Company culture, front and centre

Weaving in and showcasing company culture throughout the entire recruitment process, will not only help to ‘sell’ the opportunity to the candidate, it will also aid in attracting the right talent — those that align with your business. 

Having a strong employer brand makes it easy for candidates to learn about and ‘experience’ your company culture for themselves. Highlight what a career with you looks like through your website, social media (particularly your Linked company page) and your wider digital footprint. Talk about your ethos, mission, values, the wider team and employee experience on a regular basis and in a way that feels ‘real’ and authentic to those looking in.

Make interviews your time to shine

Once you’re at face-to-face stage, or, screen-to-screen with a candidate, this is not only your opportunity to get to know them, but remember they are also evaluating you too. Top-talent are going to be paying attention to how your business and the people you select to represent your brand, operate — from efficiency, to professionalism and keeping an eye out for potential red and green flags.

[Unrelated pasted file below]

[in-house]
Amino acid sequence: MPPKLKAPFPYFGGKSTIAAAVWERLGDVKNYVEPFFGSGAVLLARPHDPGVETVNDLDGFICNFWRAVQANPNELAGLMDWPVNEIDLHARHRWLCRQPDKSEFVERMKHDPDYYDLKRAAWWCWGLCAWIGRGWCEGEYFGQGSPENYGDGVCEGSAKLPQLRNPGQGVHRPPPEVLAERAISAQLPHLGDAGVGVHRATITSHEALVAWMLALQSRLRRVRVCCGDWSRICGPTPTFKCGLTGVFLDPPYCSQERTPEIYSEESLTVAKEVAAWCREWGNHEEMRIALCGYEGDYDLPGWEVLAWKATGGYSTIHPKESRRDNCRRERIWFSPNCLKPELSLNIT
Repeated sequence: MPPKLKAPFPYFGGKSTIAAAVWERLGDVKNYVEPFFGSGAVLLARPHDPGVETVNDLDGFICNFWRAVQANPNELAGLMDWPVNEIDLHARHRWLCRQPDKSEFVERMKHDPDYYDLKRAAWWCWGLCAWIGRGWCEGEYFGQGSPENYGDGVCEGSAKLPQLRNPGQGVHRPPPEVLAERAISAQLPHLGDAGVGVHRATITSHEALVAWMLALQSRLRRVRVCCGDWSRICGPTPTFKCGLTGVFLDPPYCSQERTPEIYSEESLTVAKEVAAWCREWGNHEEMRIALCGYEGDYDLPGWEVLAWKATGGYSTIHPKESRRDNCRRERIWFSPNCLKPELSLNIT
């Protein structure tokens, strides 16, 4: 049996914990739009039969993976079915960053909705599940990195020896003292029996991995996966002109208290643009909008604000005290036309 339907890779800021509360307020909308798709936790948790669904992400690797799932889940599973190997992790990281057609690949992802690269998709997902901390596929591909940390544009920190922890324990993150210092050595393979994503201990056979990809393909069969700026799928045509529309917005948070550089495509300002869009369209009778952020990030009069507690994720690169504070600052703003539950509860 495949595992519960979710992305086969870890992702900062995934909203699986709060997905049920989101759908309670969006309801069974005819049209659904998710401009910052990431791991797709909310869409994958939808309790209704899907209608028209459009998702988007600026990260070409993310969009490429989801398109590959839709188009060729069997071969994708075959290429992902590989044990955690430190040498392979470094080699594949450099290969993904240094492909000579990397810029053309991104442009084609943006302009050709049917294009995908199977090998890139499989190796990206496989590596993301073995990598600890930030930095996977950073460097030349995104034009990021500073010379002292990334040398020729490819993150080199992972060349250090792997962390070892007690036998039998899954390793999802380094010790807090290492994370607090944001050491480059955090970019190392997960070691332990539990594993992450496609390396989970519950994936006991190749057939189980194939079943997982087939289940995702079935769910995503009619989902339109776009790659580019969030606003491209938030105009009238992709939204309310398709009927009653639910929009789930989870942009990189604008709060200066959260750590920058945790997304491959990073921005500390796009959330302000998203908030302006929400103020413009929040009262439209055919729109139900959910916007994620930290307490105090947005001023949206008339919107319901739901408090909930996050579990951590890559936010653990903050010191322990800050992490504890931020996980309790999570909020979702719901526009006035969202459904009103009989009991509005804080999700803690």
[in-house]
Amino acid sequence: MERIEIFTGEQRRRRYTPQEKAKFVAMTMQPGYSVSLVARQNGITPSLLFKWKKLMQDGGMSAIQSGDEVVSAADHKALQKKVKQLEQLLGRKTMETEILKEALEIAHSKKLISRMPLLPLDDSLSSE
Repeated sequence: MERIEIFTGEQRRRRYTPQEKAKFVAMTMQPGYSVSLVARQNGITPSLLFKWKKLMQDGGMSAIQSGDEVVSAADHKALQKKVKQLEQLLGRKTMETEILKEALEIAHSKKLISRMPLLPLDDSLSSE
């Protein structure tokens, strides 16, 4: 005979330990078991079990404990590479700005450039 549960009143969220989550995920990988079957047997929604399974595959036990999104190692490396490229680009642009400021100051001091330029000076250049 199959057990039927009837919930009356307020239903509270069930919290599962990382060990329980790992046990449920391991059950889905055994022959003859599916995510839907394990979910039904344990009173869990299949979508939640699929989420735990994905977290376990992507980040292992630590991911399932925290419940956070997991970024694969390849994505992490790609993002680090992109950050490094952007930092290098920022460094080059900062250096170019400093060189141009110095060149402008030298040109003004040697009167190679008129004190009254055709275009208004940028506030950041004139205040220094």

You should be setting talent up for success, so that you can get the best out of them, helping you to identify the most qualified candidate — you do this by considering them throughout each stage. Communicate clearly and often about the interview process, what is the timeline of events, stages they will go through and expectations at each phase? If there are delays or changes, keep them in the loop. 

Who are you putting in front of the candidates for each interview to represent your business? Are they trained and equipped in conducting effective interviews? Do they make candidates feel heard and welcomed — will candidates want to envisage being colleagues with them? The wrong people, or ‘match’ with a candidate for the role they are interviewing for, have the ability to completely deter great talent.

Your recruiter is your brand champion